Type-based personality tests are junk "science"
Dr. Michael Wilmot, an I-O Psychologist who studies the theoretical structure of personality assessments, stated, "The thing about personality types is that they're very interesting to talk about and they have been an object of public fascination for ages. But with modern, more robust research methods, most of these older typological claims are turning out to be spurious."
"Personality" is far more nuanced and complex than an overly simplified generalisation or category. It's not an isolated trait uninfluenced by context, culture, behaviour, and a thousand other factors. Of this, Dr. Katherine Rogers, a personality psychologist, said, "We know that personality doesn't work in types. . . . I wouldn't trust the Myers and Briggs to tell me any more about my personality than I would trust my horoscope."
In an analysis on the conceptual structure of personality tests, Michael Wilmot, Jingyuan Tian, Nick Haslam, and Deniz Ones show that structuring personality into "types," although fun, is false. There is no such thing as a personality "type."
- According to the Big Five theory, "personality" is not viewed as a "type," but rather, as five factors (Extraversion, Agreeableness, Conscientiousness, Neuroticism, and Openness to Experience) in which an individual has a percentile rank against the general population. Research shows that wherever you "score" on each of the five factors will change throughout your life
This same analysis by Wilmot, Tian, Haslam, and Ones also shows that wherever you rank on any of the five factors has a great deal to do with the season of life you're in, and is also predicted by the particular roles you're in (e.g., if a role requires higher conscientiousness then you'll see that until you leave that role). Singapore Management University found that work environment and culture can change your personality.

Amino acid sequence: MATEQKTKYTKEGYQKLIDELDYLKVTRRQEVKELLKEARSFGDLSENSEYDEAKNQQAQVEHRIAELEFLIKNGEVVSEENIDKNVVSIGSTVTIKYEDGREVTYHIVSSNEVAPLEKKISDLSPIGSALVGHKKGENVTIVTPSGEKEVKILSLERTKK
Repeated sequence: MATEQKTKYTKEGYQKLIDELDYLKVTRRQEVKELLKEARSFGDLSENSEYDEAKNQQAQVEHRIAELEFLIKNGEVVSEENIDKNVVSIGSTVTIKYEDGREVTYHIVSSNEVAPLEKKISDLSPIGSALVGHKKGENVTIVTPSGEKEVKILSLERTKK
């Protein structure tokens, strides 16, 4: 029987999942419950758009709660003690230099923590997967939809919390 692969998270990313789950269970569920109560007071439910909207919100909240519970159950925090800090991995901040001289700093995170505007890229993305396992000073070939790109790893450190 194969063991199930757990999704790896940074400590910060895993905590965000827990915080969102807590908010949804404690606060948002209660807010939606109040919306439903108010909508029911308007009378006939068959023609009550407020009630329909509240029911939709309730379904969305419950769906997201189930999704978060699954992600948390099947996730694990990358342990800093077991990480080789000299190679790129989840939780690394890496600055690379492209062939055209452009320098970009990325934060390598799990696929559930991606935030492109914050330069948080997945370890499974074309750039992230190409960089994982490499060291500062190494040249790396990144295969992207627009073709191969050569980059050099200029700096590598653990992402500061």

Nathan Hudson and Chris Fraley shows that approximately 90% of the population want to change at least some aspect of their personality for the better. Nathan Hudson and Brent Roberts found that through goal setting and effort, that you can make intentional changes to your personality (e.g., if you want to become more organised, you can do so). Christopher J. Soto shows that if you believe your life is meaningful, then making changes to your personality can come easier.
An article by Mirjam Stieger, Sandro Wepfer, Dominick Ruegger, Tobias Kowatsch, and Brent Roberts discusses how you can make some degree of change in even a two-week intervention targeting a specific aspect of your personality. Jordi Quoidbach, Daniel Gilbert, and Timothy Wilson show over a 10-year period of time, your personality will change a great deal. However, even when people can see the difference between their former and current selves, people often under-predict the level of change they'll experience in the future (i.e., end of history illusion).
Type-based personality tests like Myers-Briggs, DISC, and Enneagram are junk science. There is no such thing as a personality "type." That's a gross oversimplification and stereotype that leads to mindlessness, both about yourself and other people.
Personality Isn't Permanent: Break Free from Self-Limiting Beliefs and Rewrite Your Story by Benjamin Hardy, PhD., published on June 16th by Portfolio, an imprint of Penguin Publishing Group, a division of Penguin Random House, LLC. © 2020 by Benjamin Hardy, PhD.